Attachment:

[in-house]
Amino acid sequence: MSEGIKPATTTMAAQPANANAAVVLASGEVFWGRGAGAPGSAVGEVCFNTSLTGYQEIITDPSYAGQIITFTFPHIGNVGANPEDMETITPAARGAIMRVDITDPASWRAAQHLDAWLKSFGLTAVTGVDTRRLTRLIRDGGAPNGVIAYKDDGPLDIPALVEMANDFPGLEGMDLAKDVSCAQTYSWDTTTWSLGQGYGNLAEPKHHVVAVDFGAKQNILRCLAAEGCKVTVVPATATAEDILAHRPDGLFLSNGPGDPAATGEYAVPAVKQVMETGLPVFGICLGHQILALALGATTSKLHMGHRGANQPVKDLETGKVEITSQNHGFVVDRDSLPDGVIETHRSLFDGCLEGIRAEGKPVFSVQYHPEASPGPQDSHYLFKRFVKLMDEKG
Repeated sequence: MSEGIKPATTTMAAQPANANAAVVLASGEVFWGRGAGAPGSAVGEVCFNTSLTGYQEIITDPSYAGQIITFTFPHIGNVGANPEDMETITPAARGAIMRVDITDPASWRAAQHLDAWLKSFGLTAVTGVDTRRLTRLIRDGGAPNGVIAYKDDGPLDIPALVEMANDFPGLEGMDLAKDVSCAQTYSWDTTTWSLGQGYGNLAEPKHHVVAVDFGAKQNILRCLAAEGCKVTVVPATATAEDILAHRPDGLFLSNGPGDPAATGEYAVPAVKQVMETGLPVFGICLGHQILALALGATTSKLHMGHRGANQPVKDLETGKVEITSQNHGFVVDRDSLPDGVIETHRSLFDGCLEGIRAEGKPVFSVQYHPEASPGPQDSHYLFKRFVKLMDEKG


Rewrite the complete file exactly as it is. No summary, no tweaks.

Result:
[in-house]
Amino acid sequence: MSEGIKPATTTMAAQPANANAAVVLASGEVFWGRGAGAPGSAVGEVCFNTSLTGYQEIITDPSYAGQIITFTFPHIGNVGANPEDMETITPAARGAIMRVDITDPASWRAAQHLDAWLKSFGLTAVTGVDTRRLTRLIRDGGAPNGVIAYKDDGPLDIPALVEMANDFPGLEGMDLAKDVSCAQTYSWDTTTWSLGQGYGNLAEPKHHVVAVDFGAKQNILRCLAAEGCKVTVVPATATAEDILAHRPDGLFLSNGPGDPAATGEYAVPAVKQVMETGLPVFGICLGHQILALALGATTSKLHMGHRGANQPVKDLETGKVEITSQNHGFVVDRDSLPDGVIETHRSLFDGCLEGIRAEGKPVFSVQYHPEASPGPQDSHYLFKRFVKLMDEKG
Repeated sequence: MSEGIKPATTTMAAQPANANAAVVLASGEVFWGRGAGAPGSAVGEVCFNTSLTGYQEIITDPSYAGQIITFTFPHIGNVGANPEDMETITPAARGAIMRVDITDPASWRAAQHLDAWLKSFGLTAVTGVDTRRLTRLIRDGGAPNGVIAYKDDGPLDIPALVEMANDFPGLEGMDLAKDVSCAQTYSWDTTTWSLGQGYGNLAEPKHHVVAVDFGAKQNILRCLAAEGCKVTVVPATATAEDILAHRPDGLFLSNGPGDPAATGEYAVPAVKQVMETGLPVFGICLGHQILALALGATTSKLHMGHRGANQPVKDLETGKVEITSQNHGFVVDRDSLPDGVIETHRSLFDGCLEGIRAEGKPVFSVQYHPEASPGPQDSHYLFKRFVKLMDEKG